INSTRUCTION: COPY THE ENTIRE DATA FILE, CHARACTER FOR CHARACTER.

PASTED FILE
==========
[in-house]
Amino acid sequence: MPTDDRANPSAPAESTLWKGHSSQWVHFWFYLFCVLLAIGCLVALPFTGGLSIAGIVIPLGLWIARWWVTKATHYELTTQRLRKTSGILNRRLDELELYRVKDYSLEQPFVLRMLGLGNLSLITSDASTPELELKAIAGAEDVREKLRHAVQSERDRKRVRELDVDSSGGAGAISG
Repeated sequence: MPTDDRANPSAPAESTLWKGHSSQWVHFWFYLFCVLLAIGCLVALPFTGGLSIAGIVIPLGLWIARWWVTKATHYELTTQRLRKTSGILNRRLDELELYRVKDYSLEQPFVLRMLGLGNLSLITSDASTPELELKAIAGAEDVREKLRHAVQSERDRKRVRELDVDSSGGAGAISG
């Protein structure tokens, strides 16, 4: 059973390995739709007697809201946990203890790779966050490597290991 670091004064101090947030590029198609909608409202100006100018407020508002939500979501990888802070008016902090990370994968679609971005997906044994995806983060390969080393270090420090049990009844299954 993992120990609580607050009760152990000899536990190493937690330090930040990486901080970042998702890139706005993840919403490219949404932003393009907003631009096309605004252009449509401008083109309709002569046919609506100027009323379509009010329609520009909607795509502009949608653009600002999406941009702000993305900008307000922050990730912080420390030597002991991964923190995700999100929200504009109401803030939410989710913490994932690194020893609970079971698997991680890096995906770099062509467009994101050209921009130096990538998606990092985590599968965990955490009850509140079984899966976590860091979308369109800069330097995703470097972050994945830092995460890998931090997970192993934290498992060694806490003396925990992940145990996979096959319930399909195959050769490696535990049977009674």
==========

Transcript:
[in-house]
Amino acid sequence: MPTDDRANPSAPAESTLWKGHSSQWVHFWFYLFCVLLAIGCLVALPFTGGLSIAGIVIPLGLWIARWWVTKATHYELTTQRLRKTSGILNRRLDELELYRVKDYSLEQPFVLRMLGLGNLSLITSDASTPELELKAIAGAEDVREKLRHAVQSERDRKRVRELDVDSSGGAGAISG
Repeated sequence: MPTDDRANPSAPAESTLWKGHSSQWVHFWFYLFCVLLAIGCLVALPFTGGLSIAGIVIPLGLWIARWWVTKATHYELTTQRLRKTSGILNRRLDELELYRVKDYSLEQPFVLRMLGLGNLSLITSDASTPELELKAIAGAEDVREKLRHAVQSERDRKRVRELDVDSSGGAGAISG
């Protein structure tokens, strides 16, 4: 059973390995739709007697809201946990203890790779966050490597290991 670091004064101090947030590029198609909608409202100006100018407020508002939500979501990888802070008016902090990370994968679609971005997906044994995806983060390969080393270090420090049990009844299954 993992120990609580607050009760152990000899536990190493937690330090930040990486901080970042998702890139706005993840919403490219949404932003393009907003631009096309605004252009449509401008083109309709002569046919609506100027009323379509009010329609520009909607795509502009949608653009600002999406941009702000993305900008307000922050990730912080420390030597002991991964923190995700999100929200504009109401803030939410989710913490994932690194020893609970079971698997991680890096995906770099062509467009994101050209921009130096990538998606990092985590599968965990955490009850509140079984899966976590860091979308369109800069330097995703470097972050994945830092995460890998931090997970192993934290498992060694806490003396925990992940145990996979096959319930399909195959050769490696535990049977009674």